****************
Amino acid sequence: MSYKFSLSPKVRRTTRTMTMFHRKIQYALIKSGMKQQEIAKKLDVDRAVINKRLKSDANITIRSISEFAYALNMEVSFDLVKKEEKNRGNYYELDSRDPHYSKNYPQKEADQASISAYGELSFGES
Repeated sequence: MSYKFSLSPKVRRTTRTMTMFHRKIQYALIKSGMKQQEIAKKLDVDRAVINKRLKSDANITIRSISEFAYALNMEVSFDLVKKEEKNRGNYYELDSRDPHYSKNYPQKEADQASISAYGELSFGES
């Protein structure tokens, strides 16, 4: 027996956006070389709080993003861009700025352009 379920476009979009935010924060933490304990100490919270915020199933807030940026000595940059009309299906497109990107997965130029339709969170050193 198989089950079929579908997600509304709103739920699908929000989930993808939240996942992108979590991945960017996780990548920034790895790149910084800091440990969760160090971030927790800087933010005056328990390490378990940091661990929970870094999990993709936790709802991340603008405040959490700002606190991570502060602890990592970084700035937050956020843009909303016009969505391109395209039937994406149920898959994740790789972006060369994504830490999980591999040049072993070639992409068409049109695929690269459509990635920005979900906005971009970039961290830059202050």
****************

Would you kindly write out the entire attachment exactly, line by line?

Amino acid sequence: MSYKFSLSPKVRRTTRTMTMFHRKIQYALIKSGMKQQEIAKKLDVDRAVINKRLKSDANITIRSISEFAYALNMEVSFDLVKKEEKNRGNYYELDSRDPHYSKNYPQKEADQASISAYGELSFGES
Repeated sequence: MSYKFSLSPKVRRTTRTMTMFHRKIQYALIKSGMKQQEIAKKLDVDRAVINKRLKSDANITIRSISEFAYALNMEVSFDLVKKEEKNRGNYYELDSRDPHYSKNYPQKEADQASISAYGELSFGES
């Protein structure tokens, strides 16, 4: 027996956006070389709080993003861009700025352009 379920476009979009935010924060933490304990100490919270915020199933807030940026000595940059009309299906497109990107997965130029339709969170050193 198989089950079929579908997600509304709103739920699908929000989930993808939240996942992108979590991945960017996780990548920034790895790149910084800091440990969760160090971030927790800087933010005056328990390490378990940091661990929970870094999990993709936790709802991340603008405040959490700002606190991570502060602890990592970084700035937050956020843009909303016009969505391109395209039937994406149920898959994740790789972006060369994504830490999980591999040049072993070639992409068409049109695929690269459509990635920005979900906005971009970039961290830059202050």